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Detroit — Juwan Jamison, 17, of William D. Ford Career-Technical Center in Westland, had his game-face and racing helmet on, as he and his teammate checked and re-checked their electric roadster.

Their team machine was one of many autonomous, hybrid, electric and converted radio-controlled vehicles to hit the Belle Isle Park Raceway during the 8th annual Innovative Vehicle Design (IVD) Performance Challenge Saturday.

Hosted by Square One Education Network and supported by Chevrolet Detroit Belle Isle Grand Prix, the event encourages students to use science, technology, engineering and math to create a innovative project.

Vehicles designed and built by teams from 55 schools, whizzed around on the same track as the Grand Prix, which takes place May 29-31.

Jamison, who will be attended Kettering University in Flint, said the car is very easy to drive.

"You just hit the gas pedal, break, steer," said Juwan, a recent William D. Ford graduate. "But the electronics in the car are a nightmare."

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J.C. Irvine, who teaches game design and programming at William D. Ford, said the team concentrated on innovation.

"We modified a vehicle that came as a kit," said Irvine. "We have a ton of sensors on the car, we have five different kind that are all about making the thing safer so that our driver can be aware of where others are."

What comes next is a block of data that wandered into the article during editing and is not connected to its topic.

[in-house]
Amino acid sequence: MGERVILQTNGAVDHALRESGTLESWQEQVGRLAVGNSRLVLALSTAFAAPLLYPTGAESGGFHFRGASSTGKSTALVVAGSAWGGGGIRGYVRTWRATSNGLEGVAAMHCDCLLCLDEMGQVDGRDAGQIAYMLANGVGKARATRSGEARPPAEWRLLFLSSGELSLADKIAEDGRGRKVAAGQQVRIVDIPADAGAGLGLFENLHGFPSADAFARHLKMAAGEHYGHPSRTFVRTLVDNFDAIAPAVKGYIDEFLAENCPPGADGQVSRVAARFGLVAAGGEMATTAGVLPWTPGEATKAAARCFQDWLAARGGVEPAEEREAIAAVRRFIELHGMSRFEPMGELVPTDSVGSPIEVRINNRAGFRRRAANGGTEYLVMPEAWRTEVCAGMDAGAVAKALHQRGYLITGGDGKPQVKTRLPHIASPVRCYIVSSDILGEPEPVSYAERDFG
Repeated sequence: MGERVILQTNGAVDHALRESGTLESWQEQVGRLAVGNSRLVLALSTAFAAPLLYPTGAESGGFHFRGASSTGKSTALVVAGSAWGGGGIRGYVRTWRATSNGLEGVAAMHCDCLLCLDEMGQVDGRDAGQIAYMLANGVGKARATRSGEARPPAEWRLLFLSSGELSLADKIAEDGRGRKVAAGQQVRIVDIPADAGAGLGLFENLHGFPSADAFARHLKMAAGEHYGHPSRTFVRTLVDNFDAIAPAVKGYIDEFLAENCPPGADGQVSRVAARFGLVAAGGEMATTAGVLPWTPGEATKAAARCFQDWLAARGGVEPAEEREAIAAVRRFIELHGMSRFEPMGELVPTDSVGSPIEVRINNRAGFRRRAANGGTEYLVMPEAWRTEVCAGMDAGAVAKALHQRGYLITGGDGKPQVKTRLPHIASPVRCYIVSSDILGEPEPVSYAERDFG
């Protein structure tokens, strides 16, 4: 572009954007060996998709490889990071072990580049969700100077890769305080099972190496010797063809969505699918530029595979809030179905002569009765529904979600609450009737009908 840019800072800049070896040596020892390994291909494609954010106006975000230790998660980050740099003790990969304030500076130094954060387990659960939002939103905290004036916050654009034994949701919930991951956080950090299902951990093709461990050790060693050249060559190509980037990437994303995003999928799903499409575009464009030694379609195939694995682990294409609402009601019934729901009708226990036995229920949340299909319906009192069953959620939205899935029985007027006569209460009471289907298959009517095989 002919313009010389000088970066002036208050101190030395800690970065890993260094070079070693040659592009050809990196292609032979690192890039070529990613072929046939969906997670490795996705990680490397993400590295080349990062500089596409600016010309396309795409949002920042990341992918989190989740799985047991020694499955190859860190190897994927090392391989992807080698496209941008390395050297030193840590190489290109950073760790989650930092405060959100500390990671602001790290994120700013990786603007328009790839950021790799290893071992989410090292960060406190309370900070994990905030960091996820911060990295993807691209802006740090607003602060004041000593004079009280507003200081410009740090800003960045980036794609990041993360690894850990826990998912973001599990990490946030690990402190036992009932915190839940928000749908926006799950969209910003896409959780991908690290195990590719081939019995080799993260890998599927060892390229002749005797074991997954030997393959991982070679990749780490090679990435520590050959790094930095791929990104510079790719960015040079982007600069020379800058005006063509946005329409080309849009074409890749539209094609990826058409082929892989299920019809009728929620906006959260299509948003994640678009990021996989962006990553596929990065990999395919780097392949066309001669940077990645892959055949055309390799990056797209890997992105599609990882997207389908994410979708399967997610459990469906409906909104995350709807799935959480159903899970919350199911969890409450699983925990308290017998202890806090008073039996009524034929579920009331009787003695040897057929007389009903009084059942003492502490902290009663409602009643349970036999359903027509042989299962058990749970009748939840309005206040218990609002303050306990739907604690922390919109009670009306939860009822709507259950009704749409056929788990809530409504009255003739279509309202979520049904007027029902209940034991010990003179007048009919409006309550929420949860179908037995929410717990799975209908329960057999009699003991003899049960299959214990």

Irvine said sensors using lights and sound not only warn Jamison if someone is getting too close but also warns other drivers.

During the competition, teams will be evaluated on performance, engineering and craftsmanship, design innovation, ambassadorship and presentation. Those taking the top spot in those categories will are awarded a trophy.

Parent Linda Edwards took pictures of William D. Ford's car. Her daughter Raelyn Edwards, 17, is on the team.

Edwards, a resident of Willis, said her daughter exhibited an interest in technology at an early age.

"I have an IT background, so I had her take memory out of hard drives at 3," said Edwards.

Raeyln, a recent William D. Ford graduate, will attend Washtenaw Community College, where she will study programming and game design.

Sophomores Khansa Alhaidi, of Fordson High School and Anne Holmes, of Edsel Ford High School watched their team's car zip around the course. Khansa, 16, said the car's designed is based on the WWII planes flown by the Tuskegee Airmen.

UWatson@detroitnews.com

(313) 222-2613

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